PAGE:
Play has always had an important role in teaching Jack Riley. They have used play to teach him how to use items functionally – like when they use pretend food and place it on a plate. Jack Riley has now graduated to doing socio-dramatic play with his therapists where they take on different roles. They have been playing ‘restaurant’ for the last two months, where Jack Riley pretends to be the waiter, costumer, or the chef. Now that he has played out these roles, Jessica and Mike are taking him to an actual restaurant to see how he behaves in public.
It’s Autism Awareness Month! This month CARD would like to recognize to online programs that are making it easier (and cheaper) for parents to bring quality therapy into their home based on ABA principles. The best part about it, is that the training and curriculum is online! So YOU can use it when YOU have time!
There were a lot of ridiculous tutorials posted on my favorite crafting blogs on Monday…embellished disposable diapers, hand sewn ruffled toilet paper, meat disguised as cake and cake disguised as meat. Even Google got in on the fun, promoting their newest product, “Google Nose Beta,” which allowed users to search their “Aromabase” and download “scentibytes.”
Join advocates from around the state as they meet with elected officials to advocate for the over 15 proposed bills for the 2012-2013 legislative session impacting the autism, special needs and disability communities. Bill topics include: extension of SB 946 (autism mandate), diversity and equality of services through regional centers, consumer safety, increased accessibility to services, and more.
One of my favorite ways for parents to maintain and generalize skills learned during therapy is to incorporate learned skills into seasonal or holiday activities. It ensures that concepts will be presented in a new way (in the context of the holiday). It also familiarizes children with seasonal and holiday traditions and objects. Easter eggs are one of the easiest and most versatile tools for generalization.
As you may have heard, California’s Department of Insurance filed emergency regulations last month which were made permanent this week. These regulations reiterate existing law and target the delays and denials of insurance carriers who have sought to limit the application of California’s autism mandate. This is a great victory for California’s autism community, as the permanent regulations represent another tool in the arsenal of families who have been struggling to get authorization for autism treatment or battling with insurance carriers to get sufficient hours and authorizations in a timely fashion.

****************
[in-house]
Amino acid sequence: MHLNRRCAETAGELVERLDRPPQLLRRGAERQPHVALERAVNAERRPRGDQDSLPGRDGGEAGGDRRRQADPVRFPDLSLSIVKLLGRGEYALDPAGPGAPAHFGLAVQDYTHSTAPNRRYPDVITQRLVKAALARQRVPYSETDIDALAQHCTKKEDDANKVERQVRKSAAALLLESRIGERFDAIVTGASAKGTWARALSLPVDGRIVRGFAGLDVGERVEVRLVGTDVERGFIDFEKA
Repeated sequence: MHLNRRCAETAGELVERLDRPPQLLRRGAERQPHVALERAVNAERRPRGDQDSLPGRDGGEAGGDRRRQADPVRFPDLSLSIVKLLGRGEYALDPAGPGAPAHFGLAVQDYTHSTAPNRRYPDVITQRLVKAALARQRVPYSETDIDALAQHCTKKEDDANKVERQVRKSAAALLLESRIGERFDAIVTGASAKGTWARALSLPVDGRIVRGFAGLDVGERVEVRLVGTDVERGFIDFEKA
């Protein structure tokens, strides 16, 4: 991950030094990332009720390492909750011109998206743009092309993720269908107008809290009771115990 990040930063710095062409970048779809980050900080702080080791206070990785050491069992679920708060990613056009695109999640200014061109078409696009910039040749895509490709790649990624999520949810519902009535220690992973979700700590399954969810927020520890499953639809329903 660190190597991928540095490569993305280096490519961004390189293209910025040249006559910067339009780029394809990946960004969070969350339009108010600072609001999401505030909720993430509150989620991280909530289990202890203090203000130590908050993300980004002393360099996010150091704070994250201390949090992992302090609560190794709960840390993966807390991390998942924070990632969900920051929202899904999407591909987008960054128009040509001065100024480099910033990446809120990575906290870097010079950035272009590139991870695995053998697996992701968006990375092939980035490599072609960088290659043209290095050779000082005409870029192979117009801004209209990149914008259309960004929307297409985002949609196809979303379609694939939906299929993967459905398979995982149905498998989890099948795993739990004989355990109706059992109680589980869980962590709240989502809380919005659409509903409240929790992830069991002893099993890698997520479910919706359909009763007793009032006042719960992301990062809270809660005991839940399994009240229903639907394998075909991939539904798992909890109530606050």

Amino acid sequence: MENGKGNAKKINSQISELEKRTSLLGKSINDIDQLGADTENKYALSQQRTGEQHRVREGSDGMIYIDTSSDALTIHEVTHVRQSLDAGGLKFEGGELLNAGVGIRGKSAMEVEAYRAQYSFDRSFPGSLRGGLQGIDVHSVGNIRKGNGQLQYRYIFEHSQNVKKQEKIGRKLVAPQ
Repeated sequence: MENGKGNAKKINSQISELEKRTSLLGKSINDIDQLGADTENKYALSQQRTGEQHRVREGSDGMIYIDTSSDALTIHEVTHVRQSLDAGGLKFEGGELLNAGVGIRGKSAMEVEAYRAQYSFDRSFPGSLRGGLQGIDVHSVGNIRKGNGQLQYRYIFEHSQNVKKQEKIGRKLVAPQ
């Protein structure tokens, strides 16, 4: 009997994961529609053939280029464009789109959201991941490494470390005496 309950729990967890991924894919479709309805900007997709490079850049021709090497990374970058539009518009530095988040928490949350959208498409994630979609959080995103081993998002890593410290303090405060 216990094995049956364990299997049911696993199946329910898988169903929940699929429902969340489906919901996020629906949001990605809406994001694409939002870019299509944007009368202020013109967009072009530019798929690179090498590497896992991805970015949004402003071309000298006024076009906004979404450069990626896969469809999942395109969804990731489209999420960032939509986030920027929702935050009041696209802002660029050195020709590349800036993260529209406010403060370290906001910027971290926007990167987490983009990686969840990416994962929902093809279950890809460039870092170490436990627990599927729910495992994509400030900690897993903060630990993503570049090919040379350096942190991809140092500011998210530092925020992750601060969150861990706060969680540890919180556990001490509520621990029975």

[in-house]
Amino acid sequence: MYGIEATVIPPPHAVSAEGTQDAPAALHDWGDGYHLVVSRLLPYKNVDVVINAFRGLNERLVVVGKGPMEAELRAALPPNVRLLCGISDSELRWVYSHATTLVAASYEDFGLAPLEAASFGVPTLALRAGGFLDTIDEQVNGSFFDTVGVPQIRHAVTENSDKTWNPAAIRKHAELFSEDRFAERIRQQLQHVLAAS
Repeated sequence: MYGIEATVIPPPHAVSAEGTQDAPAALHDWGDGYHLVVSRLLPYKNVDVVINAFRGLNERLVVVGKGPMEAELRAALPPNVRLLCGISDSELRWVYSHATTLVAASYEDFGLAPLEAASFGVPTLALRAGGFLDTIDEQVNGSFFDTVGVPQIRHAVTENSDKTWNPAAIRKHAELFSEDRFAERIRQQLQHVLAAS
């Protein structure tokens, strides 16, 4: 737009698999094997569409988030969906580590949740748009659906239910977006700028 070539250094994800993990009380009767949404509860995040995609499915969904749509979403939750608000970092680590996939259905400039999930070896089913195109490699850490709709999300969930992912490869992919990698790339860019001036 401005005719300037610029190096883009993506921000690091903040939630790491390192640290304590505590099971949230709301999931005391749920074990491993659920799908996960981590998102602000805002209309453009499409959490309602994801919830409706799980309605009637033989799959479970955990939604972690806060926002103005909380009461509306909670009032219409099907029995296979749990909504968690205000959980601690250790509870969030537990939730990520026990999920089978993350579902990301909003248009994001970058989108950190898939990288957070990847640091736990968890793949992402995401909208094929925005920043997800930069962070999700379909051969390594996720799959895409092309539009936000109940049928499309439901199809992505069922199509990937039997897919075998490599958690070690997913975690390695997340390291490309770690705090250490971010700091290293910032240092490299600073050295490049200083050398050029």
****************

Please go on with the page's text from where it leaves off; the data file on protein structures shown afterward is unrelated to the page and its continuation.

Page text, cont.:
Award-winning television and radio personality, author, and speaker Leeza Gibbons will appear on “Let’s Talk Autism with Shannon & Nancy” today at 11:00 am (PDT) on www.autism-live.com . She will appear on the highly popular, live web show to discuss her new book, Take 2: Your Guide to Creating Happy Endings and New Beginnings. Gibbons plans to open up about her personal and professional life and how she learned to overcome life’s obstacles and create her own happy endings and new beginnings.
One of the main things you learn when you talk to Temple Grandin is that she lives to create solutions. Whether it’s finding a humane way to walk cattle through a slaughter house or it’s finding a way to engage a child’s individual imagination, she is excited to brainstorm and find a viable path. As soon as Temple Grandin found out that I was an Autism Mom, she wanted to know all about my son. What were his interests? What was I doing to feed his interests? One of the things Temple seems very sure about is that we shouldn’t allow children on the spectrum to just wither away by themselves playing useless games that don’t teach them anything useful. And let’s face it there are lots of those games out there.